The world of vintage and classic bikes is a whole different game, you either get it and love it or simply don’t understand why people bother. From the engine to the riding experience, everything about these machines is mechanical in the purest form, with oil leaks and hands on maintenance just part of the game. But when you’re an engineer by qualification and a Weapons Systems Officer by trade, then going back to the basics is a nice change of pace and breaking down on the side of the road comes with far less consequences than mucking up in your day job. For Zac Wilson of Red Barn Custom Cycles, vintage bikes are his escape and this hand-built 1970 Triumph TR6R is his latest creation.
“Being in the military, it’s difficult to find time and space for creativity and expression, thus, building motorcycles has always been my remedy,” Zac tells us. And he’s not just in the military, as a WSO in the US Navy, he’s the guy in the aft seat of an F/A-18 Super Hornet, taking control of the aircraft’s incredible technology. So, while, he might have one of the coolest jobs on the planet and regularly sits in a machine capable of ridiculous speeds, it’s not like you get to crack out the socket set and give the old girl a tune, or pick the colour scheme she wears.
When he’s working on bikes, that all changes, Zac can call the shots and it’s a passion he shares with his girlfriend, who knows a thing or two about being a badass herself, as a WSO in the German Air Force. “While we don’t see each other often when we do, we share a love for flying, wrenching, and riding on vintage machines.” But before they could ride the TR6R that he’d picked up, first there was a hell of a lot of work to do to get it into shape. A tough and capable machine, the Triumph Twin was still winning desert races by 1970, but Zac had other ideas for his British bike.
So, having taught himself to weld, the first step was fabrication and a full chassis conversion to change the bike to a hardtail. This really gives the Triumph the vintage vibe, and that old school bobber look, with the new metal added behind the centre post and then the whole frame repainted in black. The next part to piece together was the custom fabricated battery box with leather cover and straps. The form and function of the piece show a distinctly handcrafted quality, you can almost imagine a flyboy of years gone by having fashioned the same in a hanger, a Mustang or Spitfire off to the side.
That look extends to the seat, the drop style bolted securely to the frame, with a hand shaped base that has then been wrapped in classic black leather. Below, the beautiful and curvaceous lines of the oil tank remind you that this is a 50-year-old machine, and the last of its kind before Triumph switched the model to the oil-in-frame setup. Over the backbone sits the fuel tank, the defining visual feature of the bike that is utterly British in its shape and style. The paint keeps the classic vibe, a single solid colour, broken up by hand-painted graphics in that traditional bobber style.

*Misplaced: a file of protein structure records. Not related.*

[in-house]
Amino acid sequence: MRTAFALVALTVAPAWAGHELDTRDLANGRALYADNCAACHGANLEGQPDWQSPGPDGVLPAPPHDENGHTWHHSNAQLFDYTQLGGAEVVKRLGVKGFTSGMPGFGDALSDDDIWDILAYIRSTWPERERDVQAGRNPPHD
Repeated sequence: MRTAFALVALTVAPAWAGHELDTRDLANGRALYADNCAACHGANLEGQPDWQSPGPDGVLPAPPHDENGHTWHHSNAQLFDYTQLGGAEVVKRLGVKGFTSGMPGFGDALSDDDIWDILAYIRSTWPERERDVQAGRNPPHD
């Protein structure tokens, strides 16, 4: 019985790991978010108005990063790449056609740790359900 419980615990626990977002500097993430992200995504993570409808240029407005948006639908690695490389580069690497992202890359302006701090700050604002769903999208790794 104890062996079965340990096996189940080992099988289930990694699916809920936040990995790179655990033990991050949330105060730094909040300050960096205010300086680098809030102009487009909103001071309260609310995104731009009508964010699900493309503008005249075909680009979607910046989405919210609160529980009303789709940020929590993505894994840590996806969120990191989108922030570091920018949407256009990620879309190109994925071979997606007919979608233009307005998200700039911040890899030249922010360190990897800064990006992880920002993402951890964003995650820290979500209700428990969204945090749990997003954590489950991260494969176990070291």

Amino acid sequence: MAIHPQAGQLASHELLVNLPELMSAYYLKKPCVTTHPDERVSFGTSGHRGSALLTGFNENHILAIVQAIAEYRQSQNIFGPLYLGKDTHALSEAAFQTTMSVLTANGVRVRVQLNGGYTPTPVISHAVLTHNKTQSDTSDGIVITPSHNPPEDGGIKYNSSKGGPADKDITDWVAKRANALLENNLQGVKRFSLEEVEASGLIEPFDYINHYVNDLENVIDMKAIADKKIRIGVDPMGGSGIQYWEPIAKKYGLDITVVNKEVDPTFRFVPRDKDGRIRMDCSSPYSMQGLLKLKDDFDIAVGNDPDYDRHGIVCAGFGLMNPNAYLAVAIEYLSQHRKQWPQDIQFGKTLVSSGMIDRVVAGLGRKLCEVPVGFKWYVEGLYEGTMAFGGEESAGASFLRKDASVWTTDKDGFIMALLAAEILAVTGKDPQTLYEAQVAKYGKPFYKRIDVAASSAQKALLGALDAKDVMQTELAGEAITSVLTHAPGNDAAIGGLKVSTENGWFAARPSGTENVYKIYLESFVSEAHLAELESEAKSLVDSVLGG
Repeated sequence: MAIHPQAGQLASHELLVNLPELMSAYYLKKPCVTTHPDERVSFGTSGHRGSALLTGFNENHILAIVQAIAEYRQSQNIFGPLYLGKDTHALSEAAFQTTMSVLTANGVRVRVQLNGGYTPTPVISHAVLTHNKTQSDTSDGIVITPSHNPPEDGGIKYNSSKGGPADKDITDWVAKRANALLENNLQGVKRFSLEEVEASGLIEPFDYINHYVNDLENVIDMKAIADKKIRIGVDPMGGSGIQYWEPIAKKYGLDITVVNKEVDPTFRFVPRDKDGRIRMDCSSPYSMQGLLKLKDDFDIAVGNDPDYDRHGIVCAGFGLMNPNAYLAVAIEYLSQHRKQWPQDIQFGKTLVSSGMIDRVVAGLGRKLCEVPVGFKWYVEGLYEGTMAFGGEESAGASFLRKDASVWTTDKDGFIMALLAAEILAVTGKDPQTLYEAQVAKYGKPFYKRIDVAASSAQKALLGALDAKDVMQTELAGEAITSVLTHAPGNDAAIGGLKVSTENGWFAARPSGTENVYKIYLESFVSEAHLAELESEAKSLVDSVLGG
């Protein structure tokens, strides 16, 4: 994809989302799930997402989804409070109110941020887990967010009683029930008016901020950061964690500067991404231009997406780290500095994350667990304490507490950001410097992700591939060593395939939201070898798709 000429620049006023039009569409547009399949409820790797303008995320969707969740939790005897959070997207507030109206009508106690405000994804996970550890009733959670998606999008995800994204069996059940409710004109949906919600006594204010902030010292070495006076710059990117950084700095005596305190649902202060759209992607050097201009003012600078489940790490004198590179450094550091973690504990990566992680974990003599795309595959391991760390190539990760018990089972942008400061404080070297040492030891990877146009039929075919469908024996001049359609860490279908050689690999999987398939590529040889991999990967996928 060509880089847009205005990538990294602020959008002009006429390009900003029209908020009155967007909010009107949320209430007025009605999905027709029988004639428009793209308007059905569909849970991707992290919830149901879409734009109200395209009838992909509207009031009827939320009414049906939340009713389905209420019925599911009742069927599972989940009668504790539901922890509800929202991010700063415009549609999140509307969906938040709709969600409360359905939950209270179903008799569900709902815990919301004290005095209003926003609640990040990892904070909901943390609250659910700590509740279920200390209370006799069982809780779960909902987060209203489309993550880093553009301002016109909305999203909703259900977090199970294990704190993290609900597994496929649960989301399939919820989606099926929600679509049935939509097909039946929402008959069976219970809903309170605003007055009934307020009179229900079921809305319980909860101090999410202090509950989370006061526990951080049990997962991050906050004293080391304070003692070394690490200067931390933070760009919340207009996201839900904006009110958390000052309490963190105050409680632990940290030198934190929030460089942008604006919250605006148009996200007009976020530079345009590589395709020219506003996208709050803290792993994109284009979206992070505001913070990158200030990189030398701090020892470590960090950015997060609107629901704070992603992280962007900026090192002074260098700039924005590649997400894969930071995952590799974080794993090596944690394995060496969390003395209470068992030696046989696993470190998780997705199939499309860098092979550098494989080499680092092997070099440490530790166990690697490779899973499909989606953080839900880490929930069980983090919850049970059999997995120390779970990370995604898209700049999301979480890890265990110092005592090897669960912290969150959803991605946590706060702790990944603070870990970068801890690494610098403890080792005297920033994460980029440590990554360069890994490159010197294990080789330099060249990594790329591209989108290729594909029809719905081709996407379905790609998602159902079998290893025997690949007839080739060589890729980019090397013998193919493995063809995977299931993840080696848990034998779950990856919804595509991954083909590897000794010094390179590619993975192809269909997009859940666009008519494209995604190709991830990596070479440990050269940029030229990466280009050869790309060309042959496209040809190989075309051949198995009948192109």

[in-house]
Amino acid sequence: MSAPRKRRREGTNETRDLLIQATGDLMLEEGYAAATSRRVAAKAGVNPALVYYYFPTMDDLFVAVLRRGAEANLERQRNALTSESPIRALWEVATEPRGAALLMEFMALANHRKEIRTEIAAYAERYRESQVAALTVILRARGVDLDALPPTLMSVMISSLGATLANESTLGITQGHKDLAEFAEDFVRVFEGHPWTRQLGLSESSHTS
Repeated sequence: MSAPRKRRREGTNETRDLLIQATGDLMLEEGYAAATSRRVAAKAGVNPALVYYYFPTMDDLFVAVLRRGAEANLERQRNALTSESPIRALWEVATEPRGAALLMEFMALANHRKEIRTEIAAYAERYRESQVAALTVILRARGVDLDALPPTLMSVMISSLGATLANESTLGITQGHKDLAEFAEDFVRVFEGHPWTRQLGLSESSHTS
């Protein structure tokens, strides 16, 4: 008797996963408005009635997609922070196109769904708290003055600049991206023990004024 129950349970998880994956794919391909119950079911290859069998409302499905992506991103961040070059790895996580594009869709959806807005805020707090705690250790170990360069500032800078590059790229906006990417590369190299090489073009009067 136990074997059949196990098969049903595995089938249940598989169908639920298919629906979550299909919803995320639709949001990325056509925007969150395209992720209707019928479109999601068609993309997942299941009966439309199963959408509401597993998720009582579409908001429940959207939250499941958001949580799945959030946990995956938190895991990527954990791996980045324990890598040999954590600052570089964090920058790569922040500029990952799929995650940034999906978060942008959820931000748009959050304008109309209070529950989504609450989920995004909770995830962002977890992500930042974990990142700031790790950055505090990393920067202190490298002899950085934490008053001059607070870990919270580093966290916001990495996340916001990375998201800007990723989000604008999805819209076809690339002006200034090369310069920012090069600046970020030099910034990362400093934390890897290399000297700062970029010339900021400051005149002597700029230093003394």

There will be no fenders here, and so the vintage tail light and the old school big Bates headlight finish out the look with an aesthetic that dates back to the Second World War. With the rear suspension gone, the handling components could be from the flying ’40s too, with that look exaggerated thanks to the now exposed springs on the forks and the leather wrapped uppers. The hubs have been restored to perfection, the front drum looking a million dollars before the relaced wheels were wrapped up in the kind of knobbies that most bikes wore back then.
By the time the late 60s had arrived, the Triumph engines were slowly getting upped in compression, delivering superior horsepower thanks to improved fuel. Zac opened his up and gave it a completely new rebuild, with a small overbore of 0.06, and a piston to suit, connected to the factory improved connecting rods. The Amal carb sports a rebuild and is fed fresh air via a super neat air cleaner cover and high flow filter element. The gases then escape out of a drag pipe style setup, with the pair of pipes welded up from 1 3/4in tubes.
What is even more evident on the engine is just how much effort has been applied with metal polish and paint to bring it up to as-new standard. From the fins to the cases and the big covers, these old British motors are a work of art and too often don’t get the high fuss finish that they deserve, but clearly Zac cut no corners in making sure his parallel twin shines.
Much of the final assembly was done with his girlfriend by his side, and high-tech military talk makes way for old-school touches, with the bars, grips and speedo all the best from a bygone age. The finished British bobber is a beauty, “It’s very mechanical, and very raw,” and keeps Zac grounded when he’s not hurtling through the skies.